Rugby World Cup TV View: Eir has the perfect soundtrack for midweek massacres

One-sided games can prove a challenge but not to Tommy Bowe and the team

The hardest yards at the Rugby World Cup come in midweek, when the big dogs bark and the yappy ones get chomped. How do you cover a game where everyone knows the result ahead of time? How do you make it feel like the pinnacle of the sport when it clearly isn't?

The TV companies covering the tournament are like the kids who get caught smoking by their parents and are made to finish the whole packet as a punishment. If they could get away with a few here and there on the weekends, they’d be delighted with themselves. But when you’re made to hunker down and make your way through each of them, one by one by one, the attraction doesn’t be long wearing thin.

(Readers feeling the need to object here at the needless conflation of smoking and rugby should spare themselves the price of a stamp and fight the urge to write in. It has been exaggerated for effect, in the full knowledge that the comparison barely holds. Say what you like about an activity that damages your health, drains your pocket and isn’t half as sexy as it makes itself out to be, at least rugby doesn’t give you cancer.)

To England v USA, then. Thursday morning, coming down. The sort of game where you'd need to be hungover – or indeed actually drinking – to justify giving over the couple of hours. Or, if you were really destitute, you could claim to have to write a Sport on TV column about it. People's pity can be a warm bath in trying times.


On Eir, Tommy Bowe, Louise Galvin and Peter Stringer did their level best with what turned into a predictable 45-7 hammering. Tommy's enthusiasm for life could survive a nuclear blast. You could transplant him to Westminster this week and he'd still have his big smiley head on him, asking if anyone else thought that Boris Johnson was a grand lad at the back of it all.

The Eir coverage is perfectly decent meat-and-two-veg stuff on the whole. When Bowe opened with a question about there being any chance a shock was on the cards, he got admirably short shrift from Galvin and Stringer. There was no flamming it up, no making it out to be more than it was. Good for them.

Something needs to be done about the music though. They have a particular sting that sends you off to the ads which, if the Fiachras and Fachtnas were really earning their commission, would be hawking nothing but headache tablets. It sounds like builders are clearing out the second floor of an old music hall and hurling violin bows into a skip down in the street. If you had it in a movie, it could only rationally use it to soundtrack a violent stabbing scene.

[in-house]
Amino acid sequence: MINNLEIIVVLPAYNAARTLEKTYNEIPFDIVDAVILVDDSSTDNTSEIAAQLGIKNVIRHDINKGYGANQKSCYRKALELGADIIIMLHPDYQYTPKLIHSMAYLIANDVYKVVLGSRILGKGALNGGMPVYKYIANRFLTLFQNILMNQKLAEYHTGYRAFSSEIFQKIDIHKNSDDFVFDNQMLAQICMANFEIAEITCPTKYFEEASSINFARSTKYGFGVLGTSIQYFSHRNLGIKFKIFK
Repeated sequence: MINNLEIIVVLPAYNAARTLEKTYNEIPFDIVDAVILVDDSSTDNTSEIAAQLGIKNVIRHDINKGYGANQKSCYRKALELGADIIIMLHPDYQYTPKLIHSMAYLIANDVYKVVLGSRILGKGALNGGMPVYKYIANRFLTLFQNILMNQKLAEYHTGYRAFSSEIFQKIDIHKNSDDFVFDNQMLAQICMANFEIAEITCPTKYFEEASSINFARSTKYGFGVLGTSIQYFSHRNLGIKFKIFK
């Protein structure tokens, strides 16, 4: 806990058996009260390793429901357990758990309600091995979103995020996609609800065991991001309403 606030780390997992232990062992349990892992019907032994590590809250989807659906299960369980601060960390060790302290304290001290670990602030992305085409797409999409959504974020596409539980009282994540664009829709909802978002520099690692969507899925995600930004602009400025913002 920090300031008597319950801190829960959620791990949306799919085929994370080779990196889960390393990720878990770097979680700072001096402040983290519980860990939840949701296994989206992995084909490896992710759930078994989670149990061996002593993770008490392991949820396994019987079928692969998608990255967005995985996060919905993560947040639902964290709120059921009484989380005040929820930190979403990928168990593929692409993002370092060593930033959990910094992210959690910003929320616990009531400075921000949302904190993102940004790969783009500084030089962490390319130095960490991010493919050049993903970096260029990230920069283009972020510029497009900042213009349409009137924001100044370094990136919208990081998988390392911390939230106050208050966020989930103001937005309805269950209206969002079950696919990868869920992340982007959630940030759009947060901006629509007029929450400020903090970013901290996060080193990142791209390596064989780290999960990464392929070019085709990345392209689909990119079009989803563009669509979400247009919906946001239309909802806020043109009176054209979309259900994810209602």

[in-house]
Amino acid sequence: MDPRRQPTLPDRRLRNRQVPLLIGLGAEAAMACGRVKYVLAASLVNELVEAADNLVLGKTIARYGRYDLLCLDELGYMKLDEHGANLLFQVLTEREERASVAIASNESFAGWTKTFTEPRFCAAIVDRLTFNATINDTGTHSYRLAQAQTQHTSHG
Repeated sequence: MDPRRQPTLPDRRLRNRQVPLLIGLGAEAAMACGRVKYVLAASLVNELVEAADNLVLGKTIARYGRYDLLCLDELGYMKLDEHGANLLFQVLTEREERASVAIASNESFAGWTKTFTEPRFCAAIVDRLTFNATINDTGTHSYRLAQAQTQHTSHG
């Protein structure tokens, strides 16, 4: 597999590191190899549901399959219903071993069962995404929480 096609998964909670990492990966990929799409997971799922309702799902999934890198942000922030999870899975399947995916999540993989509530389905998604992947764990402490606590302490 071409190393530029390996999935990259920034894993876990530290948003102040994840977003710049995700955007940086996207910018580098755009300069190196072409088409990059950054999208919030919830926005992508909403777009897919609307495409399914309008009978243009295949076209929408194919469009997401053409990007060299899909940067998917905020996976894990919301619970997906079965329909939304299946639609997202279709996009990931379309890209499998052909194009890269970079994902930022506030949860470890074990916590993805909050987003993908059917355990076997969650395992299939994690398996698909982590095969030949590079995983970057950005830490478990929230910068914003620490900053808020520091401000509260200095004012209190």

Over on ITV, it was 2003, just like always. It’s like that time on The Sopranos when Chrissy has a near-death experience and is convinced he crossed over to the other side. “That’s our hell,” he tells Tony and Paulie. “An Irish bar where it’s St Patrick’s Day every day forever.”

And so it goes on ITV, where the line-up was Clive Woodward, Jonny Wilkinson and Lawrence Dallaglio. It wasn't long before they were invoking Matt Dawson and Will Greenwood too. One presumes Martin Johnson and Neil Back will be along for the knock-out stages.

The game was what it was. George Ford skated in for the first try after five minutes, England mauled over for another pair before the break. The Yanks couldn't get out of their half until right at the end when the game had broken up a bit.

Speaking of broken up, Owen Farrell's jaw came mighty close to landing in Row Z thanks to an unconscionable tackle by USA flanker John Quill. After seeing the first red card of the tournament, Quill took a shelling from all sides on all channels.

Even Tommy Bowe had a swing, putting it to Stringer that the man from Youghal could have no complaints. “Well, tough as it is to be hard on a fellow Corkman . . . ” began Stringer, before not finding it hard at all and giving Quill both barrels.

At least it was a talking point. On a long morning, it was a lonely soldier in that regard.